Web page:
Andrew Talansky (Garmin-Barracuda) began to suffer off the back, and up front, Horner became the virtual leader on the road.  Nearing the top of Glendora Mountain Road, the second of three categorized climbs, the bunch had cut 20 seconds into the lead of Horner and Atapuma.

Short of members after working throughout the week, Garmin-Barracuda received a much-needed injection of urgency from BMC Racing.  The tenth placed rider coming into the day, Lawson Craddock (Bontrager-Livestrong) was quickly dispatched.  The peloton pushed a high pace on roads that tilted upwards, and the gap was down to nearly two minutes with 20km to race.

Most of the early large breakaway was reeled in, but as the remaining stragglers dropped back, the gap to the leading duo continued tumbling.  Tejay Van Garderen had plenty of lieutenants reporting, and just two kilometers later, BMC Racing had shaved another 40 seconds off the gap to Horner and Atapuma.

Due primarily to the work of Brent Bookwalter (BMC Racing), Vincenzo Nibali (Liquigas-Cannondale) and then Jens Voigt (Radioshack-Nissan) began to suffer.  With the gap moving down toward a minute and Baldy approaching, Bookwalter gave a final acceleration to blow things apart.  He swung off, but the pace just slowed as a result, until Luis Leon Sanchez (Rabobank) began driving for Gesink.

Rory Sutherland (UnitedHealthcare) and Luke Durbridge (Orica-GreenEdge) were the next to pop, but amazingly, yesterday’s winner Sylvain Georges (Ag2R-La Mondiale) was still holding onto the select group of fifteen.  As the Baldy climb kicked up, Atapuma attacked Horner, but when the American pulled him back, Atapuma went again.

The fireworks then went off behind, and it was Gesink who lit the fuse.  Joe Dombrowski (Bontrager-Livestrong) kicked off what would be a career day, and was the first to cover Gesink.  With five kilometers to the top, Gesink kept the pressure on, and Tom Danielson (Garmin-Barracuda) accelerated toward the Dutchman.  He bridged quickly and looked at ease, forming a chasing duo riding third and fourth on the road.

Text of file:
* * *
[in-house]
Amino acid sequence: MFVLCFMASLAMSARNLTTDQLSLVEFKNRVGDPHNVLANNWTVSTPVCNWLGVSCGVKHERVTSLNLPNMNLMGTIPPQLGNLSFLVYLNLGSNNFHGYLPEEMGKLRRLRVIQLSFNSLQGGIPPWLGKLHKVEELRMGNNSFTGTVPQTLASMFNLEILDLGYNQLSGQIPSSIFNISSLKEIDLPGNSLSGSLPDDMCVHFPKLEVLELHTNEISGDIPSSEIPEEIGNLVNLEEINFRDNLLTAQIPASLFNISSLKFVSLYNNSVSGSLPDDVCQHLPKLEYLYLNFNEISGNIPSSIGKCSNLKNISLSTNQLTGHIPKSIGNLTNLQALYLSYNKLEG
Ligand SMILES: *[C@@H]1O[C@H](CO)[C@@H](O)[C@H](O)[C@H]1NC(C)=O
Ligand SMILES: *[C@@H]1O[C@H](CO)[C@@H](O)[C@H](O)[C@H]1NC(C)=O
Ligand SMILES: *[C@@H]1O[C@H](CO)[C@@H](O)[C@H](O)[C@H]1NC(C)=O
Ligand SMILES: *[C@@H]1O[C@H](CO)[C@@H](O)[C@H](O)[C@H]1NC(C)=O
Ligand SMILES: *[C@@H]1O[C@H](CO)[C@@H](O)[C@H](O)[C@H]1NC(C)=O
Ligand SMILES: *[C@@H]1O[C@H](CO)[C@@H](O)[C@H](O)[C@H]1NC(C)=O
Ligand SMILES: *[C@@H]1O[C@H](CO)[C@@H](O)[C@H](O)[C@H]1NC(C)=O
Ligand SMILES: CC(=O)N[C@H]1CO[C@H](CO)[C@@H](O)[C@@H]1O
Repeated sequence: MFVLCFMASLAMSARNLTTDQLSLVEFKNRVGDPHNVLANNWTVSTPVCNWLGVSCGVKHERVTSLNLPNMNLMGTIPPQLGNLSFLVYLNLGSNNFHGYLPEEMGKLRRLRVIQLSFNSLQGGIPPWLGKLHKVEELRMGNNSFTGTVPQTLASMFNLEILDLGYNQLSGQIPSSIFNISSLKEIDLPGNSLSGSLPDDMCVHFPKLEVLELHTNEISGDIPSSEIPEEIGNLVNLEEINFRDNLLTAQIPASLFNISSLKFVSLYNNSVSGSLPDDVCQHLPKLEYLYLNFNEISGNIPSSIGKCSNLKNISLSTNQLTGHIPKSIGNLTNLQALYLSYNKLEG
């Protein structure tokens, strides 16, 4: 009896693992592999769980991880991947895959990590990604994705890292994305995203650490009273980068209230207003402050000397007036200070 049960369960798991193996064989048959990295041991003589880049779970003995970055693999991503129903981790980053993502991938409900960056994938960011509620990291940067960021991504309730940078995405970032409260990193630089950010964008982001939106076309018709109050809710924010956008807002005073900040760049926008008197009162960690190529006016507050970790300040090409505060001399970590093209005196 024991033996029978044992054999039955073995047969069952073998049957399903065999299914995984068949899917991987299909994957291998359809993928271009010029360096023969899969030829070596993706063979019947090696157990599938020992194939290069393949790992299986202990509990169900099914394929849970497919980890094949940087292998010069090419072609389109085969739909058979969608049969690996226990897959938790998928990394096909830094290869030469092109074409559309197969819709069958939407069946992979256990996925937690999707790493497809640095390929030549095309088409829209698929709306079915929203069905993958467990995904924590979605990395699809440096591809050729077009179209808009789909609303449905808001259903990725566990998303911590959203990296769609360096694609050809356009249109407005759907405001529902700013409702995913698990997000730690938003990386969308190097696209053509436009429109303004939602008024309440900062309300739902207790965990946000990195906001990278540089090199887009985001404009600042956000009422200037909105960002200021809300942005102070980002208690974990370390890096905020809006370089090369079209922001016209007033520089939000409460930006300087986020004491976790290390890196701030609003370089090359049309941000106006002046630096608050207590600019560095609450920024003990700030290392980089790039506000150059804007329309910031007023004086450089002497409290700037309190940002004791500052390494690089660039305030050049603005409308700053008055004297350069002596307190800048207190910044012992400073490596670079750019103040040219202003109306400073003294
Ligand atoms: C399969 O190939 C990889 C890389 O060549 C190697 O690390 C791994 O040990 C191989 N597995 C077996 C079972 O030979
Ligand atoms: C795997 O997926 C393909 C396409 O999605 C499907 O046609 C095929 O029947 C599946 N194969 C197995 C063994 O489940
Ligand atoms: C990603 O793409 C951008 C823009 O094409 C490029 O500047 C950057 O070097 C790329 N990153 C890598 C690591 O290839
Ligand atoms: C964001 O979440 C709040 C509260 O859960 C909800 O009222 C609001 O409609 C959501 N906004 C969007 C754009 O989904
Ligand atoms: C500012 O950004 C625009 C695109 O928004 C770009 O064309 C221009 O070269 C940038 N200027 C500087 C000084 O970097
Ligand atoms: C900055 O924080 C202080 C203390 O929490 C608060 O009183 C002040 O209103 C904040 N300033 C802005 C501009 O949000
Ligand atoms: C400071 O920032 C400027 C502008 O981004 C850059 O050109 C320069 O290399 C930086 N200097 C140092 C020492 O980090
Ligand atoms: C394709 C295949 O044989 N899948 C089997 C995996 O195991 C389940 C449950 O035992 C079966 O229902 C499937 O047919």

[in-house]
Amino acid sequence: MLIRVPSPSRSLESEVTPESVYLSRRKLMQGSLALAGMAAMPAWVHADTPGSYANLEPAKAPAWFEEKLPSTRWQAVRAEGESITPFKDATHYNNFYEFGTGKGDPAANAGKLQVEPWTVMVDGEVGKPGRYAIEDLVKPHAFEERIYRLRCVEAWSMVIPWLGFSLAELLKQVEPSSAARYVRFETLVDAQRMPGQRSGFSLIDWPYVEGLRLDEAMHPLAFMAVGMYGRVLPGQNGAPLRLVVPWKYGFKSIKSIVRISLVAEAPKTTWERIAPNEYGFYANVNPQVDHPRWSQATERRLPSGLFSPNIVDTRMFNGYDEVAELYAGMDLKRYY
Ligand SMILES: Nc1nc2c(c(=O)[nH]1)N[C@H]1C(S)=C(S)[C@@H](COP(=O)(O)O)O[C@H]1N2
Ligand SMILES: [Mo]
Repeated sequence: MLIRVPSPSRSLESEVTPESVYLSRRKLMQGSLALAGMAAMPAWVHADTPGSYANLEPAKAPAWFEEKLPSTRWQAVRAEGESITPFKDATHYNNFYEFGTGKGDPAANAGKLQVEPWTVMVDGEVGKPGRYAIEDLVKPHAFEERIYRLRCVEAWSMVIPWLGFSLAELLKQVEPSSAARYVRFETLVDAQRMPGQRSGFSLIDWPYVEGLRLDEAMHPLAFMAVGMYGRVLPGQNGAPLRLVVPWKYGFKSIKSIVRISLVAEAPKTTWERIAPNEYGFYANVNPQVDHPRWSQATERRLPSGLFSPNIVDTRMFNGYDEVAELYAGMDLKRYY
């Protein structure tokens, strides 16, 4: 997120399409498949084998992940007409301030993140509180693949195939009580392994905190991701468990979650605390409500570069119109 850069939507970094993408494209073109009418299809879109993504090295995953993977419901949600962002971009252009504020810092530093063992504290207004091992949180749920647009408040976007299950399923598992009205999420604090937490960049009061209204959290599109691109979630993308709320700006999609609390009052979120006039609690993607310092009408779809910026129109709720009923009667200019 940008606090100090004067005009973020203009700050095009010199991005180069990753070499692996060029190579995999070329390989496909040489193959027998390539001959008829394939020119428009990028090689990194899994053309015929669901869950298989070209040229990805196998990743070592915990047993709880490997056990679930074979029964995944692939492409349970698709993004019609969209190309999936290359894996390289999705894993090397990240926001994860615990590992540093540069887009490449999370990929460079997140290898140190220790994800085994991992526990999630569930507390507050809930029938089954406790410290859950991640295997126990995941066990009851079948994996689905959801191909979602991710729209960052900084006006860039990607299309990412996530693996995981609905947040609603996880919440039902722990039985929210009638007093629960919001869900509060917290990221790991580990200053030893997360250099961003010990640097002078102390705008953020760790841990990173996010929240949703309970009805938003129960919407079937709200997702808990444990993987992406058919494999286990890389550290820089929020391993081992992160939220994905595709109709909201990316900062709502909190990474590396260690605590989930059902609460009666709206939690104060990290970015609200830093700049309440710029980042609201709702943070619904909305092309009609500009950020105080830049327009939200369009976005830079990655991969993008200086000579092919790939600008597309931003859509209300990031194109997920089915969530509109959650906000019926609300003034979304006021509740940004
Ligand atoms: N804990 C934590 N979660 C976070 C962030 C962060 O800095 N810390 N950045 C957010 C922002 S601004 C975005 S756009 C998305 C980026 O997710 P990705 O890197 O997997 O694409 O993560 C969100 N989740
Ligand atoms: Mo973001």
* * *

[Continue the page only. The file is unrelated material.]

Van Garderen was trying to keep the move in check, and had Dombrowski with him momentarily before the Bontrager-Livestrong rider went into the red.  In the next kilometer of steep uphill, Gesink dropped Danielson and caught Horner, then set his sights on Atapuma.  Behind, Van Garderen was cracking.  First Duarte came by, and the Colombian had soon caught several men ahead, forming a four-man group with Danielson, Dombrowski, and Horner.

Duarte kept the pressure up chasing Gesink, and first Danielson came unhitched, and then Horner.  Up front, and just under the 1km banner, Gesink finally reached Atapuma.  With everyone on the limit, the two shadowed each other into the final 500 meters, when the road leveled off before several hairpin turns leading to the line.

Into a right-hander, Atapuma took the inside line, and briefly looked to have the advantage.  But Gesink fought back and came around the Colombian, then took the final left-hander too wide.  Atapuma took a better line and opened his sprint, but Gesink’s lead was too big.

He raised his wispy arms in triumph, and cruised into the embrace of his waiting infant daughter.

Misschien ook interessant: